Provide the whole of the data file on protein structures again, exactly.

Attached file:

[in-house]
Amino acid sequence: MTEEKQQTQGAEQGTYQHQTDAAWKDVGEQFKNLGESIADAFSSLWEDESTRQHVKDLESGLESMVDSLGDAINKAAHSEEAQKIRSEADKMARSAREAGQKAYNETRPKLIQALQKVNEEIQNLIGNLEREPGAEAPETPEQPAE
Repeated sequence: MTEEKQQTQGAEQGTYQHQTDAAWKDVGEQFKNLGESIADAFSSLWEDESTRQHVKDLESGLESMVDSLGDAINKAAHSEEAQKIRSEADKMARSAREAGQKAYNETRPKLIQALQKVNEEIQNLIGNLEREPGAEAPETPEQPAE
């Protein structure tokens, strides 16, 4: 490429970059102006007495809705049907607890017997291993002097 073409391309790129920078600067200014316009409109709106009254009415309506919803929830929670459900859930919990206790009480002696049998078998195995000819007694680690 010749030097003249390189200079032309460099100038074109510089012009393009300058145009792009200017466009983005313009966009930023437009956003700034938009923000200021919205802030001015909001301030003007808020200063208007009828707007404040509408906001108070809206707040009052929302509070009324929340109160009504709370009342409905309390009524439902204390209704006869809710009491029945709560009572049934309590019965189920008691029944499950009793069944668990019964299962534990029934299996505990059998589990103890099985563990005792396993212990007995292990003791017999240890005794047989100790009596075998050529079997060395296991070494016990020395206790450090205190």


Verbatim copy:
[in-house]
Amino acid sequence: MTEEKQQTQGAEQGTYQHQTDAAWKDVGEQFKNLGESIADAFSSLWEDESTRQHVKDLESGLESMVDSLGDAINKAAHSEEAQKIRSEADKMARSAREAGQKAYNETRPKLIQALQKVNEEIQNLIGNLEREPGAEAPETPEQPAE
Repeated sequence: MTEEKQQTQGAEQGTYQHQTDAAWKDVGEQFKNLGESIADAFSSLWEDESTRQHVKDLESGLESMVDSLGDAINKAAHSEEAQKIRSEADKMARSAREAGQKAYNETRPKLIQALQKVNEEIQNLIGNLEREPGAEAPETPEQPAE
């Protein structure tokens, strides 16, 4: 490429970059102006007495809705049907607890017997291993002097 073409391309790129920078600067200014316009409109709106009254009415309506919803929830929670459900859930919990206790009480002696049998078998195995000819007694680690 010749030097003249390189200079032309460099100038074109510089012009393009300058145009792009200017466009983005313009966009930023437009956003700034938009923000200021919205802030001015909001301030003007808020200063208007009828707007404040509408906001108070809206707040009052929302509070009324929340109160009504709370009342409905309390009524439902204390209704006869809710009491029945709560009572049934309590019965189920008691029944499950009793069944668990019964299962534990029934299996505990059998589990103890099985563990005792396993212990007995292990003791017999240890005794047989100790009596075998050529079997060395296991070494016990020395206790450090205190």